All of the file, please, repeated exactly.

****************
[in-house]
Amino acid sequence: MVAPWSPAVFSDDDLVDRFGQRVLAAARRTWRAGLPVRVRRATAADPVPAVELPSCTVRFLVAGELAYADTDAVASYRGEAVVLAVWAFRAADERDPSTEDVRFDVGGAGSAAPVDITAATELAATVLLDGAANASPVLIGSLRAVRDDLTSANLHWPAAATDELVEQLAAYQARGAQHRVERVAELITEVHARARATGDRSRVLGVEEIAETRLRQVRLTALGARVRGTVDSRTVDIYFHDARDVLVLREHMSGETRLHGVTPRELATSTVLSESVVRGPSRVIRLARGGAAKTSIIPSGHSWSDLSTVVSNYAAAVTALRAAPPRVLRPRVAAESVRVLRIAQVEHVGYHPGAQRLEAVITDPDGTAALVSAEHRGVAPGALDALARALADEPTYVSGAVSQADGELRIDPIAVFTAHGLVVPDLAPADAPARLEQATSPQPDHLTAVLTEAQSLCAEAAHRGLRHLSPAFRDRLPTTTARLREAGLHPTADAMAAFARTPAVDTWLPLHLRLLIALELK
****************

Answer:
[in-house]
Amino acid sequence: MVAPWSPAVFSDDDLVDRFGQRVLAAARRTWRAGLPVRVRRATAADPVPAVELPSCTVRFLVAGELAYADTDAVASYRGEAVVLAVWAFRAADERDPSTEDVRFDVGGAGSAAPVDITAATELAATVLLDGAANASPVLIGSLRAVRDDLTSANLHWPAAATDELVEQLAAYQARGAQHRVERVAELITEVHARARATGDRSRVLGVEEIAETRLRQVRLTALGARVRGTVDSRTVDIYFHDARDVLVLREHMSGETRLHGVTPRELATSTVLSESVVRGPSRVIRLARGGAAKTSIIPSGHSWSDLSTVVSNYAAAVTALRAAPPRVLRPRVAAESVRVLRIAQVEHVGYHPGAQRLEAVITDPDGTAALVSAEHRGVAPGALDALARALADEPTYVSGAVSQADGELRIDPIAVFTAHGLVVPDLAPADAPARLEQATSPQPDHLTAVLTEAQSLCAEAAHRGLRHLSPAFRDRLPTTTARLREAGLHPTADAMAAFARTPAVDTWLPLHLRLLIALELK